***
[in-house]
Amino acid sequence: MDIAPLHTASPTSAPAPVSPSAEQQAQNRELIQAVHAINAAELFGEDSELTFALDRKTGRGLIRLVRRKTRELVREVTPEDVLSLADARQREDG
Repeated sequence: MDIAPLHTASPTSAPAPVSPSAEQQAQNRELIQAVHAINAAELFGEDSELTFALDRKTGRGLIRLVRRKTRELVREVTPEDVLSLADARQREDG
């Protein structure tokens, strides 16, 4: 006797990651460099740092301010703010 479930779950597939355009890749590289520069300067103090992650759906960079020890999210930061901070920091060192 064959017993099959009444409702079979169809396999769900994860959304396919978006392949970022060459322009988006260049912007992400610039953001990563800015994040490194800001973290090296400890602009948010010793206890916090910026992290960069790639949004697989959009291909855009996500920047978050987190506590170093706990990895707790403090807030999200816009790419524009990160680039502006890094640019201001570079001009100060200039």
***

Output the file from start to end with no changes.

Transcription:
[in-house]
Amino acid sequence: MDIAPLHTASPTSAPAPVSPSAEQQAQNRELIQAVHAINAAELFGEDSELTFALDRKTGRGLIRLVRRKTRELVREVTPEDVLSLADARQREDG
Repeated sequence: MDIAPLHTASPTSAPAPVSPSAEQQAQNRELIQAVHAINAAELFGEDSELTFALDRKTGRGLIRLVRRKTRELVREVTPEDVLSLADARQREDG
């Protein structure tokens, strides 16, 4: 006797990651460099740092301010703010 479930779950597939355009890749590289520069300067103090992650759906960079020890999210930061901070920091060192 064959017993099959009444409702079979169809396999769900994860959304396919978006392949970022060459322009988006260049912007992400610039953001990563800015994040490194800001973290090296400890602009948010010793206890916090910026992290960069790639949004697989959009291909855009996500920047978050987190506590170093706990990895707790403090807030999200816009790419524009990160680039502006890094640019201001570079001009100060200039």